Minimum 3 2 3

Maximum 28 28 22

It evident from the Table 5 that the knowledge index of respondents for Jammu, Samba and Kathua districts were 44.90%, 41.98% and 39.90% respectively and the overall knowledge index of the improved practices of paddy cultivation was 42.26% which indicates that knowledge level had

not reached even the half way mark. Balakrishnan & Vasanthakumar (2010) found that more than half the proportion (54.00 per cent) of respondents had medium level of knowledge followed by 31.00 per cent of the respondents who had high level of knowledge about SRI in Cuddalore district of Tamil Nadu.

Table 7: Constraints/Problems in paddy cultivation

Sl.

No. Constraints Score Ranks

1 Small & marginal holdings 43.67 IX 2 Use of old seed including seed

mixture 68.82 IV

3 Problems in hybrids with respect to

lack of knowledge 48.34 VII

4 Lodging 53.67 VI

5 Grain shuttering in field even with

low wind velocity 38.00 XI

6 Shortage of Phosphoric and Potassic

fertilizers 79.86 I

7 Rat menace 46.32 VIII

8 Higher disease and pest pressure 32.33 XII 9 Lack of awareness & orientation

regarding disease and pest 68.90 III 10 Lack of awareness & orientation

regarding use of chemicals 78.82 II 11 Lack of taste and aroma vis-à-vis local

varieties 56.30 V

12 Non-availability of buyers 28.90 XIII 13 Low price at local private millers 42.75 X

The difference in knowledge level of different districts has been presented in Table 6, which shows the descriptive statistics of the right responses about the improved practices of paddy cultivation. The table indicates that the median was same i.e. 14 for Jammu and Samba districts and was higher compared to Kathua district. But the standard deviation for Kathua district is minimum which indicates that the respondents were similar in Table 4: Categorization of respondents on the basis of overall knowledge level of improved practices of paddy

cultivation

Category Jammu Samba Kathua Overall

Frequency % Frequency % Frequency % Frequency %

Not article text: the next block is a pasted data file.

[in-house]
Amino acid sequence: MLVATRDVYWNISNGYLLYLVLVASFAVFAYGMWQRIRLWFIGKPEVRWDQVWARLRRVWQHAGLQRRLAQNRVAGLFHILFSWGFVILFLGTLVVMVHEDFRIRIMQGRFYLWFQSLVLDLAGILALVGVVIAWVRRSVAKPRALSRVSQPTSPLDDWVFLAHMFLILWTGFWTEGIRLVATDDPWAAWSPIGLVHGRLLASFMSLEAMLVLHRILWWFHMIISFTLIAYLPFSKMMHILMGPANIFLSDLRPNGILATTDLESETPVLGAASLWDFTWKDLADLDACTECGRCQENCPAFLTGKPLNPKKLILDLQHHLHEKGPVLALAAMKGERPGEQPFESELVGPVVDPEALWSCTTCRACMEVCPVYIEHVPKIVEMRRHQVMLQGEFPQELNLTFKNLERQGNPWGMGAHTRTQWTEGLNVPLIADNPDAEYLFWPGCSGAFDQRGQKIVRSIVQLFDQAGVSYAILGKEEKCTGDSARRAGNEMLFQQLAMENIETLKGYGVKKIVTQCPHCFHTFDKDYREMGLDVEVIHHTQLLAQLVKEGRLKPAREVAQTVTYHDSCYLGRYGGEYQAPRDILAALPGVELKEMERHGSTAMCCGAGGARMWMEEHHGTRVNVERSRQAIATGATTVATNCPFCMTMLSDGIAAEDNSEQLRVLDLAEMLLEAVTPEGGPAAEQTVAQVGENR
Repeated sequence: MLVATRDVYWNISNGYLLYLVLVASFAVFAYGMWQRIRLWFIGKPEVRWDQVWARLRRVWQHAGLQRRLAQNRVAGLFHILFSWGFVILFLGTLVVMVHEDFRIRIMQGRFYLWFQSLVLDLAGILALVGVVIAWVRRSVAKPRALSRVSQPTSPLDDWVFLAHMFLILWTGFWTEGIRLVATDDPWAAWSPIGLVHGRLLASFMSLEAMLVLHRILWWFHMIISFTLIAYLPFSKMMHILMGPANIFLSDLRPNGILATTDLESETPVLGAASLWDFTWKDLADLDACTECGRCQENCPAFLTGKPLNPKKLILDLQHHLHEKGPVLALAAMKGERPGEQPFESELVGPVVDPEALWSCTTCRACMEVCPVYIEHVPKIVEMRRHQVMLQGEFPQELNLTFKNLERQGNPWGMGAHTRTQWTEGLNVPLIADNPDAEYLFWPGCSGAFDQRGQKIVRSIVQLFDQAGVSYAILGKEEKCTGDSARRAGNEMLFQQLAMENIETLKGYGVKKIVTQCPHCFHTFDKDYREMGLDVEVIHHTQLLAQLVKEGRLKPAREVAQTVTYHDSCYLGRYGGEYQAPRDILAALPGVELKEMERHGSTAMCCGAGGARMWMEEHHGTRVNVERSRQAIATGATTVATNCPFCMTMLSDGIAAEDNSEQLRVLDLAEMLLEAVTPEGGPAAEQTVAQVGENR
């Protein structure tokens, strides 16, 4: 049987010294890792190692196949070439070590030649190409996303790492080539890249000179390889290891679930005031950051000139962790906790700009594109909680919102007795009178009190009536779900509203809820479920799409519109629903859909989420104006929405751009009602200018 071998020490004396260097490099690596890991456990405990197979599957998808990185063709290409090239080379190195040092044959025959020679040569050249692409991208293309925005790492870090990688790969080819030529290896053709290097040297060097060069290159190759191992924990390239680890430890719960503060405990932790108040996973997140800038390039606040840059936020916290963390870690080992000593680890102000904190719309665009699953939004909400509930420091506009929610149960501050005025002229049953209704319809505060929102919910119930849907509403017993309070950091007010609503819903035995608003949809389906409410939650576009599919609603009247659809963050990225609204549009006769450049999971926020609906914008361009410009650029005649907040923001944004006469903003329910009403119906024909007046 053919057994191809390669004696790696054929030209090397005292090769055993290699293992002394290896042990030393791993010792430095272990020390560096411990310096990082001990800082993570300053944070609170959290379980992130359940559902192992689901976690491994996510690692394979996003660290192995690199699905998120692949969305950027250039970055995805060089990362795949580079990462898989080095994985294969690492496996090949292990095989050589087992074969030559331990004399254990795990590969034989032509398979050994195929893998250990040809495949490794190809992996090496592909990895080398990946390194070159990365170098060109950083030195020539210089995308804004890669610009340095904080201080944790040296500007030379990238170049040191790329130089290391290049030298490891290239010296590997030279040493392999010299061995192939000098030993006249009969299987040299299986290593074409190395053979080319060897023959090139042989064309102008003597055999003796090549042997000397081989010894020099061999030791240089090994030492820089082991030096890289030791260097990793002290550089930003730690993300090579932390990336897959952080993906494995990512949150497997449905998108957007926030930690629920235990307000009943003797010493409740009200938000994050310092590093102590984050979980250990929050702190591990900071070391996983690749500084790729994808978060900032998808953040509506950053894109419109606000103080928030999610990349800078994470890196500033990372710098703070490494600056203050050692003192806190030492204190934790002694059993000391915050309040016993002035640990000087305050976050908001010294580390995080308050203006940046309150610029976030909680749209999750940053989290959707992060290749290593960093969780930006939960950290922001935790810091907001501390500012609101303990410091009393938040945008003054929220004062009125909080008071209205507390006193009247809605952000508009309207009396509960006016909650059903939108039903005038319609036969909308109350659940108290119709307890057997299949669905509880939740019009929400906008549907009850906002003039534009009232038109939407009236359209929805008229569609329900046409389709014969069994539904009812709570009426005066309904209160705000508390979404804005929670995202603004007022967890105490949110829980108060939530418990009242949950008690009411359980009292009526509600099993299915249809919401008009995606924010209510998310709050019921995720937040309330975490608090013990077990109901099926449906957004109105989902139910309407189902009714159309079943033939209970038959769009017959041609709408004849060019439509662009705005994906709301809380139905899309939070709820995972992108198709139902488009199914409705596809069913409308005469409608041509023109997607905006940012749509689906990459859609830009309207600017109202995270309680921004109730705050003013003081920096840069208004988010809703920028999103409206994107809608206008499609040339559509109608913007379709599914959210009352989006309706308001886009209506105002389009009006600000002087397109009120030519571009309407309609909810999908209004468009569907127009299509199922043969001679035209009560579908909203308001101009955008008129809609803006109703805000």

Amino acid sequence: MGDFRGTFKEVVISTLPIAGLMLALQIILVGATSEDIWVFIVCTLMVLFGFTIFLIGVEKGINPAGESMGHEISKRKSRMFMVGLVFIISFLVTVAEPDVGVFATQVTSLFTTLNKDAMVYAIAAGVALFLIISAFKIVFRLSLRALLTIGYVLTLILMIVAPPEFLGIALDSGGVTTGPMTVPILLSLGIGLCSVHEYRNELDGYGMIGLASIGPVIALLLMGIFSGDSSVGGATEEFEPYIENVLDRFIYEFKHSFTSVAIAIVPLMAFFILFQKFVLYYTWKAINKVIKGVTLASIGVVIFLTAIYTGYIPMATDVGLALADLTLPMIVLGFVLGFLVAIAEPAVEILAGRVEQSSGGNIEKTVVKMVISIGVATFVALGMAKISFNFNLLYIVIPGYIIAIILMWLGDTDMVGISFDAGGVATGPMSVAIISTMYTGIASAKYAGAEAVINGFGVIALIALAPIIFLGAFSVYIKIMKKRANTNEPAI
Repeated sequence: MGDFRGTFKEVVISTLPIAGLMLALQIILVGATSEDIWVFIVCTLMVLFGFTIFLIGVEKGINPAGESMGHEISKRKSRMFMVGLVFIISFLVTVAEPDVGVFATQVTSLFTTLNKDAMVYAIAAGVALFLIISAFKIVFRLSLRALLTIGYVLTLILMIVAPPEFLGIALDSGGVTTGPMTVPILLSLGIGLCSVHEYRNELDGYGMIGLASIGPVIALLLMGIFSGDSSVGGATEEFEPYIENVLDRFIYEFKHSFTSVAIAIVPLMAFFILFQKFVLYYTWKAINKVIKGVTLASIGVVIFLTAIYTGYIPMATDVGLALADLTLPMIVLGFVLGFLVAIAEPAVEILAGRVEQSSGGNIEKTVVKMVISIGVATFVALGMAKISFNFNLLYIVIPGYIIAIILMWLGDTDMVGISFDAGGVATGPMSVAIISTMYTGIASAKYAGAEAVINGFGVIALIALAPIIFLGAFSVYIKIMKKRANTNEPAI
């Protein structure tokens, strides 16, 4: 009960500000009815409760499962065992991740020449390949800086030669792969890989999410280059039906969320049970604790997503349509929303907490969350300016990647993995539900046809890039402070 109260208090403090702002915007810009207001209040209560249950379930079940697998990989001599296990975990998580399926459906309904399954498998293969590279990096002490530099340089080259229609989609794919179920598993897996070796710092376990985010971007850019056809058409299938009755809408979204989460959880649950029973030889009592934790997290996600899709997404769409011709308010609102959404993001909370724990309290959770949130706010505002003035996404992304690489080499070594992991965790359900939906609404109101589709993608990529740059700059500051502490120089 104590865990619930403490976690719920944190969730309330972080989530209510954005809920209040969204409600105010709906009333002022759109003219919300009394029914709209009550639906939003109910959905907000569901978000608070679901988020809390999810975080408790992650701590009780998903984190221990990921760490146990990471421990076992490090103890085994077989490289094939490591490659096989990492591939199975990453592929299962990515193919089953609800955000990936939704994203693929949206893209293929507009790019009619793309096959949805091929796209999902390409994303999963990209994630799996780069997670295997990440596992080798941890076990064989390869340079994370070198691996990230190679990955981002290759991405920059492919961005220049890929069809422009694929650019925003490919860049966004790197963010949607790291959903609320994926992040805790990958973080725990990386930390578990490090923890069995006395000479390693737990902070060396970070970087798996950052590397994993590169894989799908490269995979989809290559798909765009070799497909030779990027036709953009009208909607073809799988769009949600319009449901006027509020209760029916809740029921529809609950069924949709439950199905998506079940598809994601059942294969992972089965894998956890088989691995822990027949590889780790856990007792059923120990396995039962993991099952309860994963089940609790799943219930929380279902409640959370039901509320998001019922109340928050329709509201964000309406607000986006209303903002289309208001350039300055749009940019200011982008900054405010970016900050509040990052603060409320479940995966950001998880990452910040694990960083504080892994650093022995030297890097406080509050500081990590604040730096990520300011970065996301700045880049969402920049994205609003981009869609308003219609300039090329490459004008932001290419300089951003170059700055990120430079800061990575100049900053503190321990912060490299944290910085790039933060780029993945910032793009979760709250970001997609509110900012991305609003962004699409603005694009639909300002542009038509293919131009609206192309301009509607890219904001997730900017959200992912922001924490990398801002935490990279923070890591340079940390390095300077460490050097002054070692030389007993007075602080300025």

Low 4 13.33 6 20.00 4 13.33 14 15.56

Medium 17 56.67 18 60.00 20 66.67 55 61.11

High 9 30.00 6 20.00 6 20.00 21 23.33

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their responses regarding the improved practices of paddy cultivation. However, statistically when we compare all the three districts, we could not

find any significant difference between the three, as

indicated by the F statistic and p-value which was

greater than 0.05% level of significance.

The constraints faced by the paddy farmers are ranked for all the districts using Garret ranking technique as they were found to be similar in nature and extent. The ranks presented in Table 7 revealed that the ‘shortage of phosphoric and potassic fertilizers’ was the main constraint faced by the respondents in all the districts followed by other constraints like ‘lack of awareness & orientation regarding use of chemicals’, ‘Lack of awareness & orientation regarding disease and pest’, ‘Use of old seed including seed mixture’, ‘lack of taste and aroma vis-à-vis local varieties’ and ‘lodging’ etc.

CONCLUSION

There is no greater service than effectively disseminating knowledge from sources to recipients.

Over time, efforts should be made by the agricultural scientist to reflect in the movement of countries

higher up the index, thereby enhancing the overall knowledge pool of the farmers. However, it reveals from the study that the Knowledge Index of paddy growers was found to be less than 50%, and majority

of the respondents fall under medium level category in terms of knowledge about improved practices of paddy cultivation. It was also observed that the variation is not praiseworthy in relation to the

knowledge of improved practices among different

districts and they are statistically at par with each other. Unavailability of critical inputs at the right

time and insufficient acquaintance in controlling

diseases and pestsare the main constraints in achieving higher productivity.

REFERENCES

Balakrishnan, T and Vasanthakumar, J. 2010. Knowledge level

of System of Rice Intensification (SRI) technology among

farmers in Cuddalore district of Tamil Nadu. International

Journal of Current Research, 9: 065-068.

Economic Survey, 2013-14. Jammu & Kashmir, Directorate of Economics & Statistics, Planning and Development Department, Government of Jammu & Kashmir.

Garret, H.E. and Woodworth, R.S. 1969. Statistics in

Psychology and Education. Bombay, Vakils, Feffer and

Simons Pvt. Ltd., India, 329.

Kumar, J. and Kumar, P.K. 2008. Contract Farming: Problems,

Prospects and its Effect on Income and Employment.

Agricultural Economics Research and Review, 21: 243-250.

Figure

Table 1: Varieties of paddy associated with plains of Jammu region
Table 3: Item-wise knowledge of respondents regarding improved practices of paddy cultivation
Table 4: Categorization of respondents on the basis of overall knowledge level of improved practices of paddy cultivation

References